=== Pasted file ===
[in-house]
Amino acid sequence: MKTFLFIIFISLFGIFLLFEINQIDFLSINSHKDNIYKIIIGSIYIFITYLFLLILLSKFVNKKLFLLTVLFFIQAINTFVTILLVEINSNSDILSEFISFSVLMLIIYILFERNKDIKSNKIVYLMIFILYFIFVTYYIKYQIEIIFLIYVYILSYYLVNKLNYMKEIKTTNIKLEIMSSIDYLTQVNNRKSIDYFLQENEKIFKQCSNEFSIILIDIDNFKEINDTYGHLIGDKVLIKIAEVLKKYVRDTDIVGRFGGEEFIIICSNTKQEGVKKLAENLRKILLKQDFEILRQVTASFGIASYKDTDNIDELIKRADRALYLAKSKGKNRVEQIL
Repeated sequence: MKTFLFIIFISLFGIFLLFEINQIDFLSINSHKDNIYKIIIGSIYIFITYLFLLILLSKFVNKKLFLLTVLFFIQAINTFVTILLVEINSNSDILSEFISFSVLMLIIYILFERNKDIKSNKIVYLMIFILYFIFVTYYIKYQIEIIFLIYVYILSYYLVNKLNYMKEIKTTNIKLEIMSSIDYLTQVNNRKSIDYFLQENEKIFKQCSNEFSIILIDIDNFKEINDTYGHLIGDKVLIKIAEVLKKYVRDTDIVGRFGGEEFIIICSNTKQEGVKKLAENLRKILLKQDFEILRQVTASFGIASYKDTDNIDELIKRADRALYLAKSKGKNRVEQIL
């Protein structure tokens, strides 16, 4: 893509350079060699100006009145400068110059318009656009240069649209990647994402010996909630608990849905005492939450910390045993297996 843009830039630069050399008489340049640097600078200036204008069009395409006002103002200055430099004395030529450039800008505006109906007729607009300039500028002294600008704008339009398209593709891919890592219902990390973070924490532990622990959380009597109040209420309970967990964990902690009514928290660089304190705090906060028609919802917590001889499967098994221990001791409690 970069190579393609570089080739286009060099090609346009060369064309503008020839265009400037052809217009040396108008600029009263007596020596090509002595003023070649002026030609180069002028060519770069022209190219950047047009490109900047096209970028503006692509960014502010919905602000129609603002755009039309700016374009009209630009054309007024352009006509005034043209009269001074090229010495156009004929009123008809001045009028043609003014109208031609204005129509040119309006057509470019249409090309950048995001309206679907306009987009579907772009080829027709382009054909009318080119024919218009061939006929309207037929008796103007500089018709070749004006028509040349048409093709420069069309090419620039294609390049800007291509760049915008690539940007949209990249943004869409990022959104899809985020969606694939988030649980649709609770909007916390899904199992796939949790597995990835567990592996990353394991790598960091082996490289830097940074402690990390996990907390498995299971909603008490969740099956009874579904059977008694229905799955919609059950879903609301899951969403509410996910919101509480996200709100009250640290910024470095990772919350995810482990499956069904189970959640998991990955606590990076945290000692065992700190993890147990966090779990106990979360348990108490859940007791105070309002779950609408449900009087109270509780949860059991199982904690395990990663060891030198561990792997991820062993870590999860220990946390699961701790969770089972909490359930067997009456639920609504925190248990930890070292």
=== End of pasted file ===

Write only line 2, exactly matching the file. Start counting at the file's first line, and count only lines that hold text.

Amino acid sequence: MKTFLFIIFISLFGIFLLFEINQIDFLSINSHKDNIYKIIIGSIYIFITYLFLLILLSKFVNKKLFLLTVLFFIQAINTFVTILLVEINSNSDILSEFISFSVLMLIIYILFERNKDIKSNKIVYLMIFILYFIFVTYYIKYQIEIIFLIYVYILSYYLVNKLNYMKEIKTTNIKLEIMSSIDYLTQVNNRKSIDYFLQENEKIFKQCSNEFSIILIDIDNFKEINDTYGHLIGDKVLIKIAEVLKKYVRDTDIVGRFGGEEFIIICSNTKQEGVKKLAENLRKILLKQDFEILRQVTASFGIASYKDTDNIDELIKRADRALYLAKSKGKNRVEQIL